Oklahoma Cannabis Laws
Is Cannabis Legal In Oklahoma?
Looking for other state cannabis laws? Click Here!
Is recreational cannabis legal in Oklahoma?
No. Recreational adult-use cannabis is illegal in Oklahoma, and penalties for possession have increased after the signing of HB 2179 eliminated minimum mandatory sentencing for first and second drug possession offenses.
While Oklahoma’s medical marijuana program and CBD market continue to expand, recreational legislation hasn’t found any traction in the state senate.
Is Medical Marijuana legal in Oklahoma?
Yes. Oklahoma voters made medical marijuana legal in 2018 with the passing of Question 788. Under the law, any individual can obtain a medical marijuana license with a doctor’s recommendation. This differs from a vast majority of other state programs, whereas patients must be diagnosed with qualifying conditions.
Licensed patients can possess up to 8 oz of marijuana product (smokable flower, edibles, concentrates, etc.) at a time and grow up to 6 plants per household.
Are CBD products legal in Oklahoma?
Yes. Oklahoma was ahead of federal legislation passing HB2154 in 2015, legalizing the sale of CBD oil. A couple of years later, with the passage of the Hemp Farming Act of 2018, hemp-derived CBD products are legal under federal law in the United States, as long as they contain at most 0.3% THC.
Any and all CBD in food and drink is still federally illegal.
What’s Oklahoma’s medical marijuana sales tax?
4.5% Medical Marijuana products are not prescribed instead recommended; therefore, purchases are subject to the state sales tax.
Is cannabis delivery legal in Oklahoma?
Yes and no. Only caregivers of medical marijuana patients may deliver products directly to their ward. It is still illegal for medical dispensaries to deliver to patients. Recently, an effort to reform Oklahoma’s medical marijuana program, including cannabis deliveries directly to patients, failed as the Governor vetoed the legislation.
Oklahoma’s Cannabis Timeline:
1933: Oklahoma bans cannabis.
1937: The Marihuana (archaic spelling of Marijuana) Tax Act was enacted banning cannabis at the federal level. Medical Marijuana use was still permitted.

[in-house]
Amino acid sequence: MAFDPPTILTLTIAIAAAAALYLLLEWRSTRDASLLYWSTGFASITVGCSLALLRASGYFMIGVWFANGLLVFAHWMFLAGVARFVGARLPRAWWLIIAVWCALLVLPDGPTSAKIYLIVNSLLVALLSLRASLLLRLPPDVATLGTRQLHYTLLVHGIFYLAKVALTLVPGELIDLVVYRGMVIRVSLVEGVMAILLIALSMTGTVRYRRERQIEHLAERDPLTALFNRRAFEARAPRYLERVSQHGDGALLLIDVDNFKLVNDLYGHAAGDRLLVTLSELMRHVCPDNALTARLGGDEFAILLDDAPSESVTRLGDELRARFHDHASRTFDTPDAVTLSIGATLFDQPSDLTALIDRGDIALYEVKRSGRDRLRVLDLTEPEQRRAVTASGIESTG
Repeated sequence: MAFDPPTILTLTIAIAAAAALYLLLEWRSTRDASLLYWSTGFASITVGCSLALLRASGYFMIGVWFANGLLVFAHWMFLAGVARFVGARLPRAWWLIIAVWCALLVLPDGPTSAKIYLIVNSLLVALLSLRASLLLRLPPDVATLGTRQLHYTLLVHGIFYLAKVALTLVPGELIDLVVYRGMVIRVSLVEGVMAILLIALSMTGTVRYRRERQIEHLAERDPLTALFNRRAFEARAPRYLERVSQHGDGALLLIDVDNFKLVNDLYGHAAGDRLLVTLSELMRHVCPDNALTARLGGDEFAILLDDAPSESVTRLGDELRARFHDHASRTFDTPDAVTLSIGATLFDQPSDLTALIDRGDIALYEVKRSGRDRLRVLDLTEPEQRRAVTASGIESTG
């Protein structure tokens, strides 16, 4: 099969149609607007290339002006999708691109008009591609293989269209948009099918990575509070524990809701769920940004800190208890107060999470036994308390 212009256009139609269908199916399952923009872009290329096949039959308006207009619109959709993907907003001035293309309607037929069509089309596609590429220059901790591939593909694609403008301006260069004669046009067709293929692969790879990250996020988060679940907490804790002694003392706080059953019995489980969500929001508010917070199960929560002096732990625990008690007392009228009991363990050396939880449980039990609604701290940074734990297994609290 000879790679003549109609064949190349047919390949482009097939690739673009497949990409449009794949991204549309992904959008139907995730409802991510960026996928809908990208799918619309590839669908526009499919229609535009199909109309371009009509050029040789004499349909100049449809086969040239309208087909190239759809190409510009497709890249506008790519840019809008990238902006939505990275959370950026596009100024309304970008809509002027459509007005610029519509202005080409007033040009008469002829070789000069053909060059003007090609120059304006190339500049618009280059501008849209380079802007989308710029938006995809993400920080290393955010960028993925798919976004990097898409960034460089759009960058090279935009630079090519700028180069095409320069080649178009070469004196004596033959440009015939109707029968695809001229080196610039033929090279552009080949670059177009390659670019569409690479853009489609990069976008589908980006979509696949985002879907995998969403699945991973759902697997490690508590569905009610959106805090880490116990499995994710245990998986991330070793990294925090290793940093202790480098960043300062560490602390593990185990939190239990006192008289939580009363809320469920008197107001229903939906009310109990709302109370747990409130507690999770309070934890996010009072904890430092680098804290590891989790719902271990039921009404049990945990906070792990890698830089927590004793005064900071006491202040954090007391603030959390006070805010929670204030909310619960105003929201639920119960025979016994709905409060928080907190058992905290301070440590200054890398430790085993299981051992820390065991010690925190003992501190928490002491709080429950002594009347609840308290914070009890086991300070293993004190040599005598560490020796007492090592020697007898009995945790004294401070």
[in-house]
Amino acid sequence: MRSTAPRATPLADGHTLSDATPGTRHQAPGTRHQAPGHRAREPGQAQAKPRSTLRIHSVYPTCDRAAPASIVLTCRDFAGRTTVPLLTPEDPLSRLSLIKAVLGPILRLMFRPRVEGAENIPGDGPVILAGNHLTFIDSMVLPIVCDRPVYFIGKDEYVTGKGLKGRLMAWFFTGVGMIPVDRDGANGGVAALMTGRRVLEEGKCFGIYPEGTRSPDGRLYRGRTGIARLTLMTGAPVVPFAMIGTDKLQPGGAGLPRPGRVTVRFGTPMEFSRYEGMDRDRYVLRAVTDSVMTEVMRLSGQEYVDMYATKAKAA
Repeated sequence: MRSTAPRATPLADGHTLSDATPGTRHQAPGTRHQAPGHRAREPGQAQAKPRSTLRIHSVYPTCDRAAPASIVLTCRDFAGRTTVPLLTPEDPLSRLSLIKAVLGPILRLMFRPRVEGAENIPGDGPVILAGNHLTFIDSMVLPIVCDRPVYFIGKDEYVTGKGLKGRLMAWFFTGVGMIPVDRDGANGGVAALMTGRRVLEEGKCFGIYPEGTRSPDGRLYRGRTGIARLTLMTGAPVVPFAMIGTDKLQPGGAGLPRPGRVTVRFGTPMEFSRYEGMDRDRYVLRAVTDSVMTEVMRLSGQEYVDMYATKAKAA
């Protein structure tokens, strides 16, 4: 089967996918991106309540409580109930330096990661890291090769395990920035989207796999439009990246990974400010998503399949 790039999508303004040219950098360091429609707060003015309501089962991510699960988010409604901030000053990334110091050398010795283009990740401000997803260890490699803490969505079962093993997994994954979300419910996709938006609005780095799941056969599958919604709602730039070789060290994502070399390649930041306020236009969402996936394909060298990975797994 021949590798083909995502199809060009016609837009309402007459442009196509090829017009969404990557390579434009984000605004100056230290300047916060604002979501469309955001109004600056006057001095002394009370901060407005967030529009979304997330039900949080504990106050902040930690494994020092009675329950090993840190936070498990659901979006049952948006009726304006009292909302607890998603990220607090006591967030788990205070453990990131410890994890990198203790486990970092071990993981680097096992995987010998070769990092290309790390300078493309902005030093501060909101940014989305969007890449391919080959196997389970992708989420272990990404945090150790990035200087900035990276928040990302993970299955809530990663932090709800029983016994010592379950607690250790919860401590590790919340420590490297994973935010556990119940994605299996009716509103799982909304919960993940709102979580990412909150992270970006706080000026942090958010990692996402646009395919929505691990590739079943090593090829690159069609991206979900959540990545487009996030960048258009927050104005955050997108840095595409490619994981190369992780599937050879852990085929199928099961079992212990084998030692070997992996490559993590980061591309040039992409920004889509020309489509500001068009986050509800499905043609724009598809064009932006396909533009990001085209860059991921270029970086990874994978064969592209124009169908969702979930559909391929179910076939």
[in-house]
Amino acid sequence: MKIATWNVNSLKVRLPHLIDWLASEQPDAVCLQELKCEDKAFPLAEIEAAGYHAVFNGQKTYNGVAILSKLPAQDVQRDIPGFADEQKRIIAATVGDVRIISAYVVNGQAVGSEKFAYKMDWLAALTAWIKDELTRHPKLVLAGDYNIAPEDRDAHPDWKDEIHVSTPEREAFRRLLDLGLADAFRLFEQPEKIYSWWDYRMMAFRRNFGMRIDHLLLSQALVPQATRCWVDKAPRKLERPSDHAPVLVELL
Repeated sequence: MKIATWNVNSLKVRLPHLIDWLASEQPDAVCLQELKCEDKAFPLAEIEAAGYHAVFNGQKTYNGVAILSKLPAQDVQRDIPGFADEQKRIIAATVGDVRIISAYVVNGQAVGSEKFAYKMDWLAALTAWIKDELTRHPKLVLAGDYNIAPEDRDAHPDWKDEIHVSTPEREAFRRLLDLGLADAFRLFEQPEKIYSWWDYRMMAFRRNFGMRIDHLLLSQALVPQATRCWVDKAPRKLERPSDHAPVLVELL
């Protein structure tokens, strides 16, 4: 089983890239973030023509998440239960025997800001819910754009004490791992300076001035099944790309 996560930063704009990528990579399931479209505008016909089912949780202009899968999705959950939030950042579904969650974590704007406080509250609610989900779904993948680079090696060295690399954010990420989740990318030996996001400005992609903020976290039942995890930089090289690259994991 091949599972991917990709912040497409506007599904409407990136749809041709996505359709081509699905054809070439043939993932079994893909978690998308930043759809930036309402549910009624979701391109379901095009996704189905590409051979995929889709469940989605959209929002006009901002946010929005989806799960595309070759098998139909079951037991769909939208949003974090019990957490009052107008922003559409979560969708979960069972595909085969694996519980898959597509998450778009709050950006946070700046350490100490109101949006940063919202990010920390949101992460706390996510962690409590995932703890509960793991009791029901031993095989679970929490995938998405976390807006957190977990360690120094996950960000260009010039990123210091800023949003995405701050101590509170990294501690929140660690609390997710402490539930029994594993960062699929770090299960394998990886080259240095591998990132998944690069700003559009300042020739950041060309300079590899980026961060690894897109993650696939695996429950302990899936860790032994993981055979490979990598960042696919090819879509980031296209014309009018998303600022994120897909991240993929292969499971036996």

1951: The Boggs Act, Sponsored by Hale Boggs and signed into law under President Harry S. Truman, This act set mandatory sentencing and increased punishment for cannabis possession.
1969: The Marihuana Tax Act is deemed unconstitutional in the landmark Leary v. United States. Timothy Leary, a professor, and activist, was arrested for the possession of marijuana in violation of the 1937 Marihuana Tax Act. Leary then challenged the act because the act required self-incrimination, which violated his Fifth Amendment rights. (The self-incrimination clause provides various protections against self-incrimination, including the right of an individual to not serve as a witness in a criminal case in which they are the defendant, better known as “Pleading the Fifth.” The court’s unanimous opinion of the court was penned by Justice John Marshall Harlan II and declared the Marihuana Tax Act unconstitutional. Therefore, Leary’s conviction was overturned.
1970: The Controlled Substances Act is enacted (replacing the unconstitutional Marihuana Tax Act). Cannabis is classified as a Schedule I drug, determined to have a high potential for abuse and no accepted medical use, thereby prohibiting its use for any purpose. This act was signed into law by President Richard Nixon.
This legislation created five classifications, with specific qualifications for a substance to be included in each. The substances scheduling (classification) are determined by the Drug Enforcement Agency (DEA) and the Food and Drug Administration (FDA). Yet, Congress does have the power to schedule or de-schedule substances through legislation. Substance scheduling decisions are based on its potential for abuse, accepted medical use in treatment in the United States, and international treaties.
Classification of Controlled Substances:
Schedule I: High potential of abuse, not acceptable for medical use
Schedule II: High potential of abuse, sometimes allowed with “severe restrictions” for medical use
Schedule II: Medium potential of abuse, acceptable for medical use
Schedule IV: Moderate potential of abuse, acceptable for medical use
Schedule V: Lowest potential of abuse, acceptable for medical use
1984-1986: Mandatory Sentencing and the three-strikes law were created under the Reagan Administration. This accounts for some of the harshest drug laws designed, including mandatory 25-year imprisonment for certain drug offenses and the promotion of the death penalty to be used against “drug kingpins.” traction
1998: House Joint Resolution 117, encouraged by the passing of California’s Prop 215, the House of Representatives passed this measure to support the existing Federal legal process for determining the safety and efficacy of certain drugs.
2014: The Rohrabacher–Farr Amendment passed in the U.S. House and signed into law prohibiting the Justice Department from interfering with the implementation of state medical cannabis laws.
2015: Oklahoma legalized the sale of CBD oil, with HB2154
2016: HB2179, eliminated minimum mandatory sentencing for first and second drug possession offenses.
2018: Farm bill legalizes low-THC hemp nationwide and effectively de-schedules hemp-derived cannabidiol (CBD) from the Controlled Substances Act.
2018: Oklahoma voters pass Question 788, legalizing their medical marijuana program.
2020: Oklahoma Governor vetoes medical marijuana program reform.